Examining ‘Soma the Painter’

Anybody who is familiar with this blog, with me, knows that there are three things I just can’t get enough of in Halo.

1) Forerunners.

2) Really obscure lore (generally involving Forerunners).

3) Intertextual analysis of the above two.

Guess what today’s post is going to be about…origins6For those who may not remember, the wonderful anthology of short stories known as Halo: Evolutions came out in 2010. It was one of the first pieces of fiction made by 343, and has been instrumental in setting out a number of themes for the Reclaimer Saga, as well as potentially hinting at stories yet to come which I’ve covered regarding Wages of Sin’s hints about the future role of the San’Shyuum and Human Weakness’ hints about the future of the Domain – and I’d like to take a moment to pat myself on the back for the latter because it ended up being correct, the Domain is known to be central to the story of Halo 5.

But I digress. There’s a rather elusive story that only appears in one of the three(?) editions of Evolutions, and it’s one of the foundational pieces of Forerunner lore. Think about it, before this we had IRIS, Halo 3’s Terminals, and Origins from Halo: Legends… and that was pretty much it in terms of substantial Forerunner information, and it wasn’t even that substantial because it was scattered around their final 300 years when we know that their history spans over ten million.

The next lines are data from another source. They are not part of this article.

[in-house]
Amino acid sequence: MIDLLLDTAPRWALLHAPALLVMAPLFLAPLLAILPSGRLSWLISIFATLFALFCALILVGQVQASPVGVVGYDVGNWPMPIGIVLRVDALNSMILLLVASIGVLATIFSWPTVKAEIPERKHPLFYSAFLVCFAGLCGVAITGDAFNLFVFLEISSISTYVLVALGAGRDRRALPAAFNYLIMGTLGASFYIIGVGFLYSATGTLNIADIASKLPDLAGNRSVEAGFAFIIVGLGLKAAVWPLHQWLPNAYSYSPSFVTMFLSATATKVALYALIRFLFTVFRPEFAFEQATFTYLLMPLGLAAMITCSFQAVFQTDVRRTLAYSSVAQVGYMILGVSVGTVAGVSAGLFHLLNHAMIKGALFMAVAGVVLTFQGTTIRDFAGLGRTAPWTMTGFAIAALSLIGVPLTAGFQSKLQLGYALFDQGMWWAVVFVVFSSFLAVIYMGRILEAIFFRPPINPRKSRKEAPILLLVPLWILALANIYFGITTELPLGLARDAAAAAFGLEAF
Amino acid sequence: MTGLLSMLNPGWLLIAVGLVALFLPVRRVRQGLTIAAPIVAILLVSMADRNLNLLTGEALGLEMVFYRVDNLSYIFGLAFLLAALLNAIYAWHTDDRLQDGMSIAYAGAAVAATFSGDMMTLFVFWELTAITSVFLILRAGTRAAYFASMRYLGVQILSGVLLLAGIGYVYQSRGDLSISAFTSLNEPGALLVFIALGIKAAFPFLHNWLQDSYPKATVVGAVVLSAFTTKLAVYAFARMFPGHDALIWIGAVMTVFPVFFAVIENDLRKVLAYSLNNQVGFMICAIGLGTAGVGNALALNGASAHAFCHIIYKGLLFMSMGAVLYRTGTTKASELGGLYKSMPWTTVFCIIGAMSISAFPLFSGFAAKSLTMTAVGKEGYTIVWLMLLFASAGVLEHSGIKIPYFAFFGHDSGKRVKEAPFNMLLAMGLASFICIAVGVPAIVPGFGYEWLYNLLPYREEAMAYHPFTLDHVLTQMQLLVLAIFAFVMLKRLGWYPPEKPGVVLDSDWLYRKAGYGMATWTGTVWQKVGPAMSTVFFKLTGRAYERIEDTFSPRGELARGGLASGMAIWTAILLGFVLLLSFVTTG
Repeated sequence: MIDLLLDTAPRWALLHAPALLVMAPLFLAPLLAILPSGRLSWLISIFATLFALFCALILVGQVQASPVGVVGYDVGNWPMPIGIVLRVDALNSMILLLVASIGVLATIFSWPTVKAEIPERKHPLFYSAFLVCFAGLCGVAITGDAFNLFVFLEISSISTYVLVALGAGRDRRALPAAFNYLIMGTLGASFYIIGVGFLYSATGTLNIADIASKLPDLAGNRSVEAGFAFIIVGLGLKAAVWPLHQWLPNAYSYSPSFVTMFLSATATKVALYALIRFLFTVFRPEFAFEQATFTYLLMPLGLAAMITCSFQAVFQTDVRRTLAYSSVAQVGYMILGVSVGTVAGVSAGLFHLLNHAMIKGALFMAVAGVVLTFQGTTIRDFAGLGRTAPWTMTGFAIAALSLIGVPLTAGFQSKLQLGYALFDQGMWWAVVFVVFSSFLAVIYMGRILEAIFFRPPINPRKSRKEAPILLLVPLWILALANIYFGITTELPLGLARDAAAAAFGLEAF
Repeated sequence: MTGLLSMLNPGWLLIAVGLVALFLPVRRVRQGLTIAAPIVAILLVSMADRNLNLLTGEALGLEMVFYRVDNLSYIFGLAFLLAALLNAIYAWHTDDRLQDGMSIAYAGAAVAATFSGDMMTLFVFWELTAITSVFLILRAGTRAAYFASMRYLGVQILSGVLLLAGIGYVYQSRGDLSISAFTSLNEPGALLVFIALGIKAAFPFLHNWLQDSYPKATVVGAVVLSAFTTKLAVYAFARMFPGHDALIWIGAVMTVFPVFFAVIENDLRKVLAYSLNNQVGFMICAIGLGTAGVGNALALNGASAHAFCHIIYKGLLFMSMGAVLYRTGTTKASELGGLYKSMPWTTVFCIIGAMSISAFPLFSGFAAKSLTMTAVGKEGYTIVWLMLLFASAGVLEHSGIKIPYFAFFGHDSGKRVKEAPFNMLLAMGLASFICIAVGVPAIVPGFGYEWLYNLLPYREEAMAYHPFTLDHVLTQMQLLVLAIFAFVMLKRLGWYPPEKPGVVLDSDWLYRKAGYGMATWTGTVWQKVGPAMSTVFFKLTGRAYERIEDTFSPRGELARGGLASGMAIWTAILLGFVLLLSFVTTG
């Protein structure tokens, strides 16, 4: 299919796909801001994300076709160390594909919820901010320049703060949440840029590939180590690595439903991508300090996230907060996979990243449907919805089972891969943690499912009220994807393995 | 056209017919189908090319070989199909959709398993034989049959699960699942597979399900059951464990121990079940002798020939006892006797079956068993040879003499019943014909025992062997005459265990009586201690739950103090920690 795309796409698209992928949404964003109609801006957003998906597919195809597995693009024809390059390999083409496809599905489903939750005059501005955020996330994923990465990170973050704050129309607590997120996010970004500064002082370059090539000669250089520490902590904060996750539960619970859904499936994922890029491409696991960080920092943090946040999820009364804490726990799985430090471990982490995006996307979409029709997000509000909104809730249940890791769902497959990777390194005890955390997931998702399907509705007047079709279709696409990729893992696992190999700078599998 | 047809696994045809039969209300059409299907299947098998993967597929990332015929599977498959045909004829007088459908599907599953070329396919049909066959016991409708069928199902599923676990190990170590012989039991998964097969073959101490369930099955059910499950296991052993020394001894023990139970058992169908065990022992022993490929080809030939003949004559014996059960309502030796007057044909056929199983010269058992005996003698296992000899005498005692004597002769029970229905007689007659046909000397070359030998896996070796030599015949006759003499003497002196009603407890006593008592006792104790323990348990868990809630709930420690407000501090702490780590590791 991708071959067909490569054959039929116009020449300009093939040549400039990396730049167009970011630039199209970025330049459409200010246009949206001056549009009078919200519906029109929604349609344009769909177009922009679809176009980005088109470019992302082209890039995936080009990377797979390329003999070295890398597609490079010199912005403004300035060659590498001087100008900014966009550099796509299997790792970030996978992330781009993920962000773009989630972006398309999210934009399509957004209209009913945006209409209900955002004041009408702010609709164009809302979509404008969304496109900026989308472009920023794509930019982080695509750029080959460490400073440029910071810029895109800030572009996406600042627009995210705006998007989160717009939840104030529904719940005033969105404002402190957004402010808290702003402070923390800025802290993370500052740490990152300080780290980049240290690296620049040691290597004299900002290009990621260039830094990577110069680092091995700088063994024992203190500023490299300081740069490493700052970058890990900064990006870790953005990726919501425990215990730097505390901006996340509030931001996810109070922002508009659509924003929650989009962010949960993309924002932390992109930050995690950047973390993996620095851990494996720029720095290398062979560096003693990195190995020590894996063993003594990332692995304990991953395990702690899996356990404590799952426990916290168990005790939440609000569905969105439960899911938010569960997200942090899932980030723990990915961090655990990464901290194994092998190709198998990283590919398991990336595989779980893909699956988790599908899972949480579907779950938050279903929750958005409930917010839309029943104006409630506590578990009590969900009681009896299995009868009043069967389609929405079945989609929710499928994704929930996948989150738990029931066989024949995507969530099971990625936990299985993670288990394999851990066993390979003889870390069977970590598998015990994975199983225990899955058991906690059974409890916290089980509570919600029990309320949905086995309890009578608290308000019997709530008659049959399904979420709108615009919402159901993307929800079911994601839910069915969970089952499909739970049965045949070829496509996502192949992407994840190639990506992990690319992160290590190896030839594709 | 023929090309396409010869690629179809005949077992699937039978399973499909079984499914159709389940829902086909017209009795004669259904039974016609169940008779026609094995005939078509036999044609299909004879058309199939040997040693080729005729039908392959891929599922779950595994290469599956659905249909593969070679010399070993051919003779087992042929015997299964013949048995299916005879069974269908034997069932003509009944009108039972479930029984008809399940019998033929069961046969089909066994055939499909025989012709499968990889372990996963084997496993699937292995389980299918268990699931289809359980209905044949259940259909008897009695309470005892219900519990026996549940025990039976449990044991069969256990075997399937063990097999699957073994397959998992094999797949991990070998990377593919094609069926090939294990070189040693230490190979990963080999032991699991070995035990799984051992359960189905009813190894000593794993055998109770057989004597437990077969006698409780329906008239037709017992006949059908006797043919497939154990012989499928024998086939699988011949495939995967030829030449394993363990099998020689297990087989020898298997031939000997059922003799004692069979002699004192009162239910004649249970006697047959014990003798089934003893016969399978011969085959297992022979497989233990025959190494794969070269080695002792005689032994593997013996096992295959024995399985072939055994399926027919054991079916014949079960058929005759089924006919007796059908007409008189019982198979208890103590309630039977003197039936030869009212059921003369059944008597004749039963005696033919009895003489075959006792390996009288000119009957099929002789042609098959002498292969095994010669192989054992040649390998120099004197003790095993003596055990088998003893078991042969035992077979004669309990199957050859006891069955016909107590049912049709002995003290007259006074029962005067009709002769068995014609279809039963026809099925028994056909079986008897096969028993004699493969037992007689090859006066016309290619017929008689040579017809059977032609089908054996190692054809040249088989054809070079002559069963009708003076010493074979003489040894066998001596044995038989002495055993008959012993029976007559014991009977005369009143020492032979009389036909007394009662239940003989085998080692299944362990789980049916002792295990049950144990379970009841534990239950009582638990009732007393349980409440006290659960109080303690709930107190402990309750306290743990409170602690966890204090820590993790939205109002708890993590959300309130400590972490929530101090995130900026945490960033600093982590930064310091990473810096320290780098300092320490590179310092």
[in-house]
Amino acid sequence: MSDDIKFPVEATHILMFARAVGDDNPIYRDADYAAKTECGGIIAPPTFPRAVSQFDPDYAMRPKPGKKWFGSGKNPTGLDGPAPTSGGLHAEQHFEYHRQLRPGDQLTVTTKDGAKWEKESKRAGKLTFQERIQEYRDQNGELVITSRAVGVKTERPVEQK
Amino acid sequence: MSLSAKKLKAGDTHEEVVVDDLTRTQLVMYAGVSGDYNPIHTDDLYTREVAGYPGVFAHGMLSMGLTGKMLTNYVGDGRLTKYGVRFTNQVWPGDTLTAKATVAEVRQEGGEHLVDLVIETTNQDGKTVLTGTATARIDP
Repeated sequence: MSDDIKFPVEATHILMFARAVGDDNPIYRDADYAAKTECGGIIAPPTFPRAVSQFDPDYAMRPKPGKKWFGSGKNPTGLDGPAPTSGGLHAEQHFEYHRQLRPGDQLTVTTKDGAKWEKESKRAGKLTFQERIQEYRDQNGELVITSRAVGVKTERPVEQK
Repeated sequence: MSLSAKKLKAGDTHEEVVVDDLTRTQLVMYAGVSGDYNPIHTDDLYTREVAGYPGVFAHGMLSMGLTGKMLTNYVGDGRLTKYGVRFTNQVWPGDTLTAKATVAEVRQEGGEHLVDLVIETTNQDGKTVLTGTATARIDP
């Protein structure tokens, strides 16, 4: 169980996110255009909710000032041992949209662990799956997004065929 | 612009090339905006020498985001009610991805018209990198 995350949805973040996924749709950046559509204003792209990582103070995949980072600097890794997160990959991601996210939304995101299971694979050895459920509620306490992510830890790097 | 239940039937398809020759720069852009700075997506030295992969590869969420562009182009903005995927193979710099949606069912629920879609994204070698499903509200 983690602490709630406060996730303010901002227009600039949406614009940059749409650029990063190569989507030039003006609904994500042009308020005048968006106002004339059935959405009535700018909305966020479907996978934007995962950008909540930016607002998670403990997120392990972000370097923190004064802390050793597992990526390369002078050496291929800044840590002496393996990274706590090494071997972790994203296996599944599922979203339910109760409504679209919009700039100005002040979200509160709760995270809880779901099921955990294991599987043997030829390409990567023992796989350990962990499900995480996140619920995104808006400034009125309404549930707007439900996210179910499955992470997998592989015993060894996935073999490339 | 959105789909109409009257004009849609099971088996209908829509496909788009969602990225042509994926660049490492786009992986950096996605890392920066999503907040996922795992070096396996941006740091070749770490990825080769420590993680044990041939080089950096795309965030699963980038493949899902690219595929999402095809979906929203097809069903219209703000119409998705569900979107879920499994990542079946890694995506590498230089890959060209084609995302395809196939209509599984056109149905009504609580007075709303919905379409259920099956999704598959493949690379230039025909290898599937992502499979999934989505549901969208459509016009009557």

We still can’t piece together a cohesive timeline for IRIS because there’s ambiguity about the time in which some of the dialogues come from, the first message from the IsoDidact for instance appears to be in the modern Halo universe upon the Flood’s return. Even with the Forerunner Saga, we’ve still only just gotten glimpses at the immense weight of their history, society, and culture.

An outlier we’ve got is Soma the Painter, and like IRIS it was written by Frank O’Connor – so it is him and Greg Bear who we have to thank for all this beautifully foundational material that has been written for the Forerunners. I’ve taken the liberty of writing up the transcript it for you (it’s only four pages long in the book) in case you don’t have the story to hand: